by M. Lancaster, S.C.S.
Wm. Gowen, decd, Last Will & Test’t. Copyed, 8 June, 1792″ 96 Dist, SC

1792 June 23 John Clayton to William Easley wits John Gowen and Allen Gowen  Greenville Co, SC Bk C, p 292  1792 June 23 John Clayton to William Easley, conveying a grant of Dec 5, 1791 to John Clayton containing 925 acres on both sides of Middle Tygar River John Clayton sells 250 acres of this land to William Easley land bounded by James Varner’s land. Signed: John Clayton. Wits: John Gowen, Allen Gowen, V Anderson. Greenville County, SC. Bk C, pg 292.

1792 June 25 – John Gowen conveys 294 acres on 12 Mile River to Henry Norton Bk B, p. 81, Anderson Co, SC  https://www.familysearch.org/ark:/61903/3:1:3Q9M-CS73-JHYC?i=285&cat=296924

1792 July 5 – John Gowen sold 340 acres located “on George’s Creek on the south side of the Saluda River” that had been granted to his sister, Ann Gowen Easley in 1785 by Gov. Guerrard.  This land had passed through the hands of Edmund Bearden, brother-in-law to John Gowen, then to “Mr. Jamison,” then back to the State of South Carolina and finally was granted to John Gowen by Gov. Pinckney.  James Easley, believed to be his nephew; Jesse Moss and Winn Bearden, brother-in-law to the major, witnessed the deed. SC.   http://freepages.genealogy.rootsweb.ancestry.com/~gowenrf/Gowenms007.htm

1792 July 6 John Gowen recd 249 acres from Wm Jamison in Spartanburg Co SC.
John Gowen of Pinckney Dist from William Jamison of Washington Dist, recd land granted April 5 1790 to William Jamison containing 249 acres on N fork of Mill Creek of the S fork of Paccolate. Signed William Jamison. Wits James Jordan, Thomas Binson,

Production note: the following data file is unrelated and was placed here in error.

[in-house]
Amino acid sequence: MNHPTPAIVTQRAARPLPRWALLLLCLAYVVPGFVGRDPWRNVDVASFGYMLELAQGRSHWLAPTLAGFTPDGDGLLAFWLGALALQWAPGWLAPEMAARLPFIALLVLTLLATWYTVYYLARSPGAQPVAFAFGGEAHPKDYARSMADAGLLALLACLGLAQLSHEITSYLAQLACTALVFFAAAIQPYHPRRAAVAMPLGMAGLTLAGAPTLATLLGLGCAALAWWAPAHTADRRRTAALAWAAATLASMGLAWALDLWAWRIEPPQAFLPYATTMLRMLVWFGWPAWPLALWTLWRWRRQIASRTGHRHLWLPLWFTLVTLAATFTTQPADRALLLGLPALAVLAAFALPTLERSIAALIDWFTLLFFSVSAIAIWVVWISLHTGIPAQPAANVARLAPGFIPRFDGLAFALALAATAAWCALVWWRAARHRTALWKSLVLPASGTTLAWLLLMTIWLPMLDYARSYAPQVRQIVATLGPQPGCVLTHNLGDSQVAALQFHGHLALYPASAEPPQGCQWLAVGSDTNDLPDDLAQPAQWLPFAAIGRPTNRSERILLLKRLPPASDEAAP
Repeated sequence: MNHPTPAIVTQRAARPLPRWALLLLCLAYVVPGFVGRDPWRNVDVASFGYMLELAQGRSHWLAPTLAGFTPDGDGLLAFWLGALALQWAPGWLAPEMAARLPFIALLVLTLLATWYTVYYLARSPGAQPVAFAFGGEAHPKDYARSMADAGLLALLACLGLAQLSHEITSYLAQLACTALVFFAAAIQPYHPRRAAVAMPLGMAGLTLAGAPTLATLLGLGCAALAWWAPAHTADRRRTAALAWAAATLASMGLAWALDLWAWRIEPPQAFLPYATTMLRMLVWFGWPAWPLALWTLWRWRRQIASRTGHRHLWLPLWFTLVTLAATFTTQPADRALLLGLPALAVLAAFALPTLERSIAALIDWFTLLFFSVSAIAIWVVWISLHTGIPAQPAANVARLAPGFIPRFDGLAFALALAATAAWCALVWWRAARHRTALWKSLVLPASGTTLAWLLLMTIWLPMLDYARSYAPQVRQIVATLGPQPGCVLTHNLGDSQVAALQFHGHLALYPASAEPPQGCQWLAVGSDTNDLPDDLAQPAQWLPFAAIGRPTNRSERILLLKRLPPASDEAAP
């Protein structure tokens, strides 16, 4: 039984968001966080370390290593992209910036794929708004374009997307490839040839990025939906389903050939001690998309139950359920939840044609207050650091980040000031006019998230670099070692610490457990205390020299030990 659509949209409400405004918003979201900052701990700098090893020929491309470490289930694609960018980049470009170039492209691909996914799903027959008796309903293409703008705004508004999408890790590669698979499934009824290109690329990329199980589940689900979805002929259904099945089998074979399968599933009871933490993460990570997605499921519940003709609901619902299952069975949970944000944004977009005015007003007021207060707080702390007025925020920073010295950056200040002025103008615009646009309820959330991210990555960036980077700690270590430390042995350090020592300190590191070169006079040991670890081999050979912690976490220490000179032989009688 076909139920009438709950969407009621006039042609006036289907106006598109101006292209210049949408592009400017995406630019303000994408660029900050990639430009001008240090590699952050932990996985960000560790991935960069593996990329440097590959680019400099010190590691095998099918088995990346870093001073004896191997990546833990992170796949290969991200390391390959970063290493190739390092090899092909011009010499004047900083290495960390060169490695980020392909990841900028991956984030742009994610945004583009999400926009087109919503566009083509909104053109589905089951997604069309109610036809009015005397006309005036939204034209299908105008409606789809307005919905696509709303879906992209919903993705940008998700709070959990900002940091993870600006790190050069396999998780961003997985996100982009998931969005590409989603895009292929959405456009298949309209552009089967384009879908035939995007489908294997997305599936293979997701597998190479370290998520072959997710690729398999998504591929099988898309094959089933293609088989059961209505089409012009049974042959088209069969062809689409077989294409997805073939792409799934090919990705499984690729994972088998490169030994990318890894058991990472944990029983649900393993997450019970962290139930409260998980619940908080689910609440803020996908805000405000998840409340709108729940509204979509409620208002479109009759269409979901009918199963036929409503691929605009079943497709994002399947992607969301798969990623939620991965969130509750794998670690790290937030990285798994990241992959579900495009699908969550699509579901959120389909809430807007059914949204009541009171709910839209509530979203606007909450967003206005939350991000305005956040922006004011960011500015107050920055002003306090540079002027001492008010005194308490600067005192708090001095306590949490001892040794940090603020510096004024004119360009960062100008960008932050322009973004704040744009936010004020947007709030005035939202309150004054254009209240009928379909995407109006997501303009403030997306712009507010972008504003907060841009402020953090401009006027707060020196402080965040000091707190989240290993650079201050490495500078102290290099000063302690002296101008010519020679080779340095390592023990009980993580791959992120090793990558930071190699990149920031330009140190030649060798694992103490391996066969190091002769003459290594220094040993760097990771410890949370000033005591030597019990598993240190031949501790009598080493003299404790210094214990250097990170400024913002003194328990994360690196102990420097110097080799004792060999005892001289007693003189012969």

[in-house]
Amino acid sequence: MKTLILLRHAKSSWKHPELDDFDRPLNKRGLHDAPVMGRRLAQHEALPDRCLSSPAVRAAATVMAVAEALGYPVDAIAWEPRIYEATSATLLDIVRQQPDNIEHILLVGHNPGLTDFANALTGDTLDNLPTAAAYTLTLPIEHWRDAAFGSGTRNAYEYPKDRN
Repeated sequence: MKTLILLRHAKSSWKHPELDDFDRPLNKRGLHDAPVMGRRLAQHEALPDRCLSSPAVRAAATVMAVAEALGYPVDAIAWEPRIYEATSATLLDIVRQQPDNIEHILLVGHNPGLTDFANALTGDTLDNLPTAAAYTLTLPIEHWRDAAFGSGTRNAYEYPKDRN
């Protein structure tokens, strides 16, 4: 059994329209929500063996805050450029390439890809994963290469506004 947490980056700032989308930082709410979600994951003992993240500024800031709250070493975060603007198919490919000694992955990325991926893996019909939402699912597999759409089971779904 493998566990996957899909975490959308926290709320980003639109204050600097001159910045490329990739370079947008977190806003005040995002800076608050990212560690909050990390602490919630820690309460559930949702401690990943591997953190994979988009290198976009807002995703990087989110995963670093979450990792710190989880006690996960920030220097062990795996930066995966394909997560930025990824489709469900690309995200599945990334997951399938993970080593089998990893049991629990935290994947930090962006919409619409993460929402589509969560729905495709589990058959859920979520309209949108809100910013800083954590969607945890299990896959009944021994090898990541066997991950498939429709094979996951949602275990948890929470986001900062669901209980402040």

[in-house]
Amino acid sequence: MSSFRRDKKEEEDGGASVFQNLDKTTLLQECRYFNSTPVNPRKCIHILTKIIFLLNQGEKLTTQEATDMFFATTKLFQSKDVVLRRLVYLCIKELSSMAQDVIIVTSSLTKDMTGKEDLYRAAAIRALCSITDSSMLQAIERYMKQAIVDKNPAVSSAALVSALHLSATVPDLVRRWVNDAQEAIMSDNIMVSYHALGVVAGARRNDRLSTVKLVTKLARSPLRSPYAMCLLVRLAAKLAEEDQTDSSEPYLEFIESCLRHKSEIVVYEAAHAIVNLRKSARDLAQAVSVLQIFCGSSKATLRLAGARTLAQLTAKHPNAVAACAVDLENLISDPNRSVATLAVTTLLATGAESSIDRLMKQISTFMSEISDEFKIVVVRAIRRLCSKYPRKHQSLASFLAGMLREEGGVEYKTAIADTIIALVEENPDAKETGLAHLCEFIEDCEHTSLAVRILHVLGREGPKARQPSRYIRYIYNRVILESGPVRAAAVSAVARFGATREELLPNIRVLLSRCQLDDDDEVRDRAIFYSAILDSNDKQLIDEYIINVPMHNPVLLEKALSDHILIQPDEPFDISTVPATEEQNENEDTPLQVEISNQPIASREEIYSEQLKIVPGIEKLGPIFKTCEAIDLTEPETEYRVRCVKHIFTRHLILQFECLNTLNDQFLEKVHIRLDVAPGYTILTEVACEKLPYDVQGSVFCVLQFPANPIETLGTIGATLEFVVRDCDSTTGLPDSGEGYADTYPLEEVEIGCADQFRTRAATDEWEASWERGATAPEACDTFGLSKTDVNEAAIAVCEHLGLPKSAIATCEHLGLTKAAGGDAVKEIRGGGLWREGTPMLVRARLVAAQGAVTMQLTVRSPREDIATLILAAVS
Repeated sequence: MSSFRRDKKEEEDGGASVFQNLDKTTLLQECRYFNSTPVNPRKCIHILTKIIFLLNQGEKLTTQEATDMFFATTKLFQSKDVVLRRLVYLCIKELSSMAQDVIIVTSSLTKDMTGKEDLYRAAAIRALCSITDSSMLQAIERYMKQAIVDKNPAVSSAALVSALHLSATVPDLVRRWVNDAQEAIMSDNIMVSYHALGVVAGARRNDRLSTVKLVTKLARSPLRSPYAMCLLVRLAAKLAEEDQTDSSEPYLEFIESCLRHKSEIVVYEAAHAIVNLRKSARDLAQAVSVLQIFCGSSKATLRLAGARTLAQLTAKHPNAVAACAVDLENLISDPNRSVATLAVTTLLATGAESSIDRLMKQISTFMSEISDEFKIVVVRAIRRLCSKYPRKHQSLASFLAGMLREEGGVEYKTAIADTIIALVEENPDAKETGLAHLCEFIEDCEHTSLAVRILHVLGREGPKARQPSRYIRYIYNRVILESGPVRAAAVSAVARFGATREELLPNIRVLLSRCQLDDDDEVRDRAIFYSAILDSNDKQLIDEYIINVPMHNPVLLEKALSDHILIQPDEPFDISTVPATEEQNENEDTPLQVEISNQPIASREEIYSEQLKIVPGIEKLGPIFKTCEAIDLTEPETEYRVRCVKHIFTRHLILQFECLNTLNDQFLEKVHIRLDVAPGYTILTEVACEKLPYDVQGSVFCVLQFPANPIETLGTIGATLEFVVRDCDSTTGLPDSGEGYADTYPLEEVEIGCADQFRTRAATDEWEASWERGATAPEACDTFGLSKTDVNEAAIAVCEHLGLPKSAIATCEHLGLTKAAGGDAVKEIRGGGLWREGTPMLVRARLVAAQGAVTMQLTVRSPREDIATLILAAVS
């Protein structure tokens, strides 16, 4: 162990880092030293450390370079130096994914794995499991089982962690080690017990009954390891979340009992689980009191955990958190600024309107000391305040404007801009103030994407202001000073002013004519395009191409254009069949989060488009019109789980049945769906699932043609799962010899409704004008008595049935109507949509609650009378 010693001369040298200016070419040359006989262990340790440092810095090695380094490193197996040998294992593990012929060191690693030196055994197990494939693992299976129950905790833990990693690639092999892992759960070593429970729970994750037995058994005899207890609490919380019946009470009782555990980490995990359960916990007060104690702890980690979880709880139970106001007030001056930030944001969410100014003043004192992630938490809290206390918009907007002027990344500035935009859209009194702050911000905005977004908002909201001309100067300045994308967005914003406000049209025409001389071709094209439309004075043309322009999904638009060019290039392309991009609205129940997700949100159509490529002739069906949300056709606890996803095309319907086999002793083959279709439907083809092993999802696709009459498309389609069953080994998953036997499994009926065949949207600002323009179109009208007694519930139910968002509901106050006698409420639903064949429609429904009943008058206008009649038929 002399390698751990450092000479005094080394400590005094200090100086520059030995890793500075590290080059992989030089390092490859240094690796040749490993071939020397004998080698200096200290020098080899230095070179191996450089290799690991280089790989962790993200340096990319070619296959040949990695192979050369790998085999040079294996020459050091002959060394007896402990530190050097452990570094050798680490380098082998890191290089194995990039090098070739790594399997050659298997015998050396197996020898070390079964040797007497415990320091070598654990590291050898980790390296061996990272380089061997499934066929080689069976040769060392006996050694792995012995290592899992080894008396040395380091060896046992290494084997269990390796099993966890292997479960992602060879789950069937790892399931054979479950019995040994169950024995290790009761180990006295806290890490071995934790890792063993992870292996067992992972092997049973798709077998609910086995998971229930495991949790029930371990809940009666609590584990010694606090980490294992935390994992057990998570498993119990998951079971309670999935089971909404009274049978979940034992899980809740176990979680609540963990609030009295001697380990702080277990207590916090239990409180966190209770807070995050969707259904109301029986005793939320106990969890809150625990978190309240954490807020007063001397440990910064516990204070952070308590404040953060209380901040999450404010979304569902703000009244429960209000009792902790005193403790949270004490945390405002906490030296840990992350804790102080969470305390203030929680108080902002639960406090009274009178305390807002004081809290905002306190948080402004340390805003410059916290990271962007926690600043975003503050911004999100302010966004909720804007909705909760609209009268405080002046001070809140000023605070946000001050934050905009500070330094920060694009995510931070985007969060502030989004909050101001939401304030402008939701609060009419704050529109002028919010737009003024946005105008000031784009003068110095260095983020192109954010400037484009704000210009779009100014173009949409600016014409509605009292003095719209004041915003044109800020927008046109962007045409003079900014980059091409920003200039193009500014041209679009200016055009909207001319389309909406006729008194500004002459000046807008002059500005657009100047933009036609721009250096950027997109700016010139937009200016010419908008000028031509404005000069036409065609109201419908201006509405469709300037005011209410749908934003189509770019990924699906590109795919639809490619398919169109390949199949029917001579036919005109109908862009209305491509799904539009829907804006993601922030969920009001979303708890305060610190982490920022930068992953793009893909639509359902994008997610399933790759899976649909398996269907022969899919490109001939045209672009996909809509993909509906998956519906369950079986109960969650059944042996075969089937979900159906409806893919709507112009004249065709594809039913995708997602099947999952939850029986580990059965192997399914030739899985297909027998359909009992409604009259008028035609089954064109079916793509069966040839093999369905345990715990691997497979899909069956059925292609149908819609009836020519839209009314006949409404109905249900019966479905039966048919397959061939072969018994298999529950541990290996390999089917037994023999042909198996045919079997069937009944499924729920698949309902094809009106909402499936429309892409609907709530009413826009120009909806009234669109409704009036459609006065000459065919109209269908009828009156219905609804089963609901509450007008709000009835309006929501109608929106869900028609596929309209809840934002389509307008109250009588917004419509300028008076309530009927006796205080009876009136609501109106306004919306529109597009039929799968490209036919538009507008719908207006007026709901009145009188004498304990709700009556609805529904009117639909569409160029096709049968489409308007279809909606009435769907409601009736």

and William Martin. Spartanburg Co, SC Conveyance books, v. C-E 1792-1797. Book C pg 115 (pg 74 of FamilySearch).
https://familysearch.org/ark:/61903/3:1:3Q9M-CSHM-6WWB?i=73&cat=381052

1792 October 15 John Gowen of Spartanburg to Margaret Hawkins of Greenville County, grant dated Oct 3, 1791 to John Gowen land containing 215 acres on both sides of Mill Creek on waters of S Pacolate. Deed to Margaret Hawkins for 10 acres bounded by John McLure’s line.  Signed: John Gowen. Wits: William Gowen, John Malin, Daniel Stonesiffer. Greenville Co, SC. Bk C, pg 477.

1792 Nov 9 John Young Jr of Spartanburg from John Gowen as attorney for Hugh Lewis of North Carolina and Tennury County, conveying 213 acres in Greenville County on both sides of Claytons Branch of Reedy River on William Young’s line. Land previously granted go Hugh Lewis on Sept 5, 1784.  Signed: John Gowen attorney for Hugh Lewis. Wits: William Easley, Thomas White, Allen Gowen. Greenville County, SC. Bk D, pg 479.

1793 January 22- John Gowen was granted 1,000 acres of land in Washington and Pinckney Counties, Union District, according to Washington County Deed Book 32, page 142 and Pinckney County Deed Book 14, page 137.  He sold a tract of land granted to him in 1791 to Matthew Hawkins of Greenville County August 3, 1795 for 50 pounds, according to Greenville County Deed Book D, page 308.

1793 Feb 7 Allen Gowen of Greenville received from Aaron Short of Greenville a certain grant dated December 5, 1791 to Aaron Short containing 220 acres on both sides of S Pacolate River. Aaron Short sells to Allen Gowen 100 acres of the above grant adjacent to land of Allen Gowen, Aaron Short’s line. Signed: Aaron Short. Wits: Thomas White, Samuel Easley, Charles Skags. Greenville County, SC. Bk D, pg 55.